I regularly start conversations with people about how important digital literacy, cyber safety and understanding the nature of the web is for them to understand but I learnt a couple of good lessons myself this week.
They revolved around asking permission to use other people’s images and work and the other was about the length of time things stay on line.
I was sharing some of my learning around using iPads and numeracy at a school this week. I thought things had gone well and everyone was leaving when one of the teachers came to me as I was packing up and we got into a conversation around other resources of mine she had used and one in particular on taking good photos.
She astounded me really as I have not shared that stuff in ages and it was of the first things that I shared in any sort of public way quite a number of years ago.
Back in the days when digital cameras were new I had made a Powerpoint for my class on how to take good photos using the Rule of Thirds. I had used all my own family photos apart from a couple that I had ‘borrowed’ from the ICT facilitator of the time, Jocelyn MacKay. I don’t recall asking Jocelyn if I could use her images and I had no idea where she had got them from- I assumed from some anonymous internet source.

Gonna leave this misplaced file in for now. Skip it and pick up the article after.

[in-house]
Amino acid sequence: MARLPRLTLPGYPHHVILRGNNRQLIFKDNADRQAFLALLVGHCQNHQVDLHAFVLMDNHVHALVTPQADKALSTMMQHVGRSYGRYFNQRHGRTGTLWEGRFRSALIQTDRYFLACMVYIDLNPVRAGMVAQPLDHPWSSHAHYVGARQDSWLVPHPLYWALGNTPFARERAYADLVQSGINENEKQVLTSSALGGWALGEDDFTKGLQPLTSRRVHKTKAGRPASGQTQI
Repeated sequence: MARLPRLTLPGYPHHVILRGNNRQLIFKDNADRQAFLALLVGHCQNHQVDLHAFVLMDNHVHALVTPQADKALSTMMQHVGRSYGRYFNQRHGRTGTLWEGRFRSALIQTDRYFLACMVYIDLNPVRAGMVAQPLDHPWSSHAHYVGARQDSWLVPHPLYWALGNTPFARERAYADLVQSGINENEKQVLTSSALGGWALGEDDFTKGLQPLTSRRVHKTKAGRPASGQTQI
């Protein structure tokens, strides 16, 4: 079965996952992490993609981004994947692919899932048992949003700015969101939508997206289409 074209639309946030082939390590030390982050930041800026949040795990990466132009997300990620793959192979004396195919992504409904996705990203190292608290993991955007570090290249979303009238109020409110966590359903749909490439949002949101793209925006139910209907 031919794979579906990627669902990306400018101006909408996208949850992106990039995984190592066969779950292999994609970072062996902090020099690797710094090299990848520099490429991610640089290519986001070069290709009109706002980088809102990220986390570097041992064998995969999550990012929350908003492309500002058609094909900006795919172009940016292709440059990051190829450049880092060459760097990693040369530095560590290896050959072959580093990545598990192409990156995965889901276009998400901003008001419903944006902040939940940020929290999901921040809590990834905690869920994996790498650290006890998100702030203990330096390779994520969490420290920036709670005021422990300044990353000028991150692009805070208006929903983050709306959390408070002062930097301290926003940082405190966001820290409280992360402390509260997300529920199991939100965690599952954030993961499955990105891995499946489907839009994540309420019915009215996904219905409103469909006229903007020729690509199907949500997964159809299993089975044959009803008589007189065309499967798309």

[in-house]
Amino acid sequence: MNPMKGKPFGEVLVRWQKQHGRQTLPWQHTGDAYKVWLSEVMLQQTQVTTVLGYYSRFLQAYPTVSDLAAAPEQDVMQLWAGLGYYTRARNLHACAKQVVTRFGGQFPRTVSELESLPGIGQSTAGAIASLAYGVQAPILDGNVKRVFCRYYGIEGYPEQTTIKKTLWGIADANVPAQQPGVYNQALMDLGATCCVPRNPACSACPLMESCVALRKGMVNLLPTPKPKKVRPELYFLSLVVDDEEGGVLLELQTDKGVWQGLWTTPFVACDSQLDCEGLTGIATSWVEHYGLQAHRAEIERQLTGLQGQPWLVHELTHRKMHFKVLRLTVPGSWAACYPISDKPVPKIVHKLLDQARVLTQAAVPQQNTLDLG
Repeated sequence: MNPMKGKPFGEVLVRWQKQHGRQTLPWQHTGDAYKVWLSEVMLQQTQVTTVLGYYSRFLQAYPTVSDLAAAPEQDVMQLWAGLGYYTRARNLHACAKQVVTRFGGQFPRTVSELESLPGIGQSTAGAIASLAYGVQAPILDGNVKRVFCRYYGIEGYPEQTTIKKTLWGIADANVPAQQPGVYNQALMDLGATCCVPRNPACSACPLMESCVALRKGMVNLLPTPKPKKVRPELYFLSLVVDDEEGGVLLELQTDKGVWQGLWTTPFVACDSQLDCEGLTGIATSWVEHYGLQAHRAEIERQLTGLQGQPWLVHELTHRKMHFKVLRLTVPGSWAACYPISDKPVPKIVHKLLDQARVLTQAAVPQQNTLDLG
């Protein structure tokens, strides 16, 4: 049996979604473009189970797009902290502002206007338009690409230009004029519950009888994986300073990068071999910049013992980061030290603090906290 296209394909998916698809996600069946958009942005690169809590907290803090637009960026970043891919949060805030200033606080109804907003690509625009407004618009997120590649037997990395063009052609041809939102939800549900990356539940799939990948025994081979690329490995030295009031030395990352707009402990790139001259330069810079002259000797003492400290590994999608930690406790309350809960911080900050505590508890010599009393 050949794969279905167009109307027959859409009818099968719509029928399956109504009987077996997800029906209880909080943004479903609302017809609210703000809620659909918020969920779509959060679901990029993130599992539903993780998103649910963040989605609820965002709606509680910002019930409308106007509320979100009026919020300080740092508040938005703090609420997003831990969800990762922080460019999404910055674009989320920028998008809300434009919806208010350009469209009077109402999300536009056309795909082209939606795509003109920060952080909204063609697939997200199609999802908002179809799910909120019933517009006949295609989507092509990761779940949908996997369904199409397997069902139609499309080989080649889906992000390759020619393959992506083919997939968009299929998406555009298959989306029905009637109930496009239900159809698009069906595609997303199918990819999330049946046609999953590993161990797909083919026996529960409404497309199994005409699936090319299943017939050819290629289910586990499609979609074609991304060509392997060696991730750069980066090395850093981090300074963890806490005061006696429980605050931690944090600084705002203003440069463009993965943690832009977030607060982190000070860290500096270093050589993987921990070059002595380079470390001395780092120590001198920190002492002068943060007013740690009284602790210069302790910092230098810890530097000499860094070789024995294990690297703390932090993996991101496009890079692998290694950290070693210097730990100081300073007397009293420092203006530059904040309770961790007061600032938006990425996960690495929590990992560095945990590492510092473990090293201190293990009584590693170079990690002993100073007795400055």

I hadn’t asked my family members either if I could use their photos cos I reckoned they were my family and wouldn’t mind but on reflection I should have asked them too! It was in the days before I worried about whose images I was using and whether I should ask first.
Anyway this teacher said she was surprised to be viewing a the Rule of Thirds Powerpoint I had shared and see a photo of her nephew at the age of about six. Her nephew is now twenty-five and living overseas. She was OK with it and didn’t mind but I was still embarrassed that it was there.
Everyone’s image on the internet is their own and I should always ask first before assuming it is OK to use other people’s stuff.
It is a lot harder to retrace your steps once the image has left the privacy of your camera.
I need to think more about these sorts of things and be more vigilant.